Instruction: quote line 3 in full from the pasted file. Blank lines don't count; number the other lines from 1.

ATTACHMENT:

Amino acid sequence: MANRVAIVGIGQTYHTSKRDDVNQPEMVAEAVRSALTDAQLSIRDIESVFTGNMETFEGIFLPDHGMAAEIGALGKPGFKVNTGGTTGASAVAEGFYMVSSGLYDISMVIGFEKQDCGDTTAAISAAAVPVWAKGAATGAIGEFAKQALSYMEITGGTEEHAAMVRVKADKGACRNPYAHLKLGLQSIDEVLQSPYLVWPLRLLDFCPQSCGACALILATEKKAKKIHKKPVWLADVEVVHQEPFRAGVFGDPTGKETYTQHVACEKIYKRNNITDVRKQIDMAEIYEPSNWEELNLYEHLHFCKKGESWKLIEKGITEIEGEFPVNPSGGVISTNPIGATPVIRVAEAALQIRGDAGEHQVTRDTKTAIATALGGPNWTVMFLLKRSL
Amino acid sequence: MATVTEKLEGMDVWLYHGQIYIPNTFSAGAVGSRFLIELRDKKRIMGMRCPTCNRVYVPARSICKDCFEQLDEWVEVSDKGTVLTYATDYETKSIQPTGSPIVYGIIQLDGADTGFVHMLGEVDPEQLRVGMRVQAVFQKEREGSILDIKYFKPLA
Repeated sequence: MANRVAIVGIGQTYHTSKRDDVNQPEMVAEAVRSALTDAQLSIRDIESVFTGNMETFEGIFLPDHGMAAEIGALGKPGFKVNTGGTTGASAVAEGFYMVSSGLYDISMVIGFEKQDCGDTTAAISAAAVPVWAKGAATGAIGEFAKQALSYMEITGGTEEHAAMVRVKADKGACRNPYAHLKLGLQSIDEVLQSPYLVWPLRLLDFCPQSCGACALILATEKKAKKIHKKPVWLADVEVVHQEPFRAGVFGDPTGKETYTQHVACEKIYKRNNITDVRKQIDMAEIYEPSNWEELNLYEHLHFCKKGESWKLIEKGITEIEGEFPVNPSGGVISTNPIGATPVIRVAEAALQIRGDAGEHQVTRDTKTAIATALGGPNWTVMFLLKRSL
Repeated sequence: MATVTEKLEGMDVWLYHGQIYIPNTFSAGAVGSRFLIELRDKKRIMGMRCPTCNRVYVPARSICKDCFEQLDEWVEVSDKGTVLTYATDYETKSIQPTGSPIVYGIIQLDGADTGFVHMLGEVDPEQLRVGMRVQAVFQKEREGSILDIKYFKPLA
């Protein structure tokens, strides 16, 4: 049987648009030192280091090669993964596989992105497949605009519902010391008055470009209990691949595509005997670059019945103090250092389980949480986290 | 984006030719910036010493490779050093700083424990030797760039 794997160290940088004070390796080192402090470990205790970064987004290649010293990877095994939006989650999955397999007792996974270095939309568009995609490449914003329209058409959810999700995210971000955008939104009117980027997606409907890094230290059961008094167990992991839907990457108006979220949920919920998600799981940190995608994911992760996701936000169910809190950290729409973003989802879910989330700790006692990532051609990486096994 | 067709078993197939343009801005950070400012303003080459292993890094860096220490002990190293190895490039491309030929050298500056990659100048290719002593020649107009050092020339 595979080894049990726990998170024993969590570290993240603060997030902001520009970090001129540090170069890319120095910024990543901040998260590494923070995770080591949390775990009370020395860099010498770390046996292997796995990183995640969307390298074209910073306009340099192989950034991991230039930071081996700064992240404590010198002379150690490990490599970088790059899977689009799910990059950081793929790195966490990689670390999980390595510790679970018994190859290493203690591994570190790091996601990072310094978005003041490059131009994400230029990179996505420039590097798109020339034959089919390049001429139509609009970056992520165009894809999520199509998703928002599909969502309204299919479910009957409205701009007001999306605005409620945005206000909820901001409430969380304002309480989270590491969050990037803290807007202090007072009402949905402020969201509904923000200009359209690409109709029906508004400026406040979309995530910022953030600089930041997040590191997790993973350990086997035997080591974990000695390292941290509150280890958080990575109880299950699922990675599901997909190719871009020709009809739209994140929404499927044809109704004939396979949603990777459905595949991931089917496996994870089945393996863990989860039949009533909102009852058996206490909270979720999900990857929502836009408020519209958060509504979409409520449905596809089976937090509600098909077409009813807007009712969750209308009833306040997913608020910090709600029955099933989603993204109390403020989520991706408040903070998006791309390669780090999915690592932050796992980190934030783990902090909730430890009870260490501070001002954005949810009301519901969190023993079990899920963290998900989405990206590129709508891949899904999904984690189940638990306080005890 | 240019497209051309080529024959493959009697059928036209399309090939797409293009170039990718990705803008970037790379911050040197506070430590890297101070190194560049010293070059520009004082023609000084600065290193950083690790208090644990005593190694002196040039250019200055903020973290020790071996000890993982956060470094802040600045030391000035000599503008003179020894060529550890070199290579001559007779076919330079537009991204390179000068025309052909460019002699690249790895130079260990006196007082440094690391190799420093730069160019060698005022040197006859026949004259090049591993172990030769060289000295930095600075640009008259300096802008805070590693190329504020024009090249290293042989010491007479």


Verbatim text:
Repeated sequence: MANRVAIVGIGQTYHTSKRDDVNQPEMVAEAVRSALTDAQLSIRDIESVFTGNMETFEGIFLPDHGMAAEIGALGKPGFKVNTGGTTGASAVAEGFYMVSSGLYDISMVIGFEKQDCGDTTAAISAAAVPVWAKGAATGAIGEFAKQALSYMEITGGTEEHAAMVRVKADKGACRNPYAHLKLGLQSIDEVLQSPYLVWPLRLLDFCPQSCGACALILATEKKAKKIHKKPVWLADVEVVHQEPFRAGVFGDPTGKETYTQHVACEKIYKRNNITDVRKQIDMAEIYEPSNWEELNLYEHLHFCKKGESWKLIEKGITEIEGEFPVNPSGGVISTNPIGATPVIRVAEAALQIRGDAGEHQVTRDTKTAIATALGGPNWTVMFLLKRSL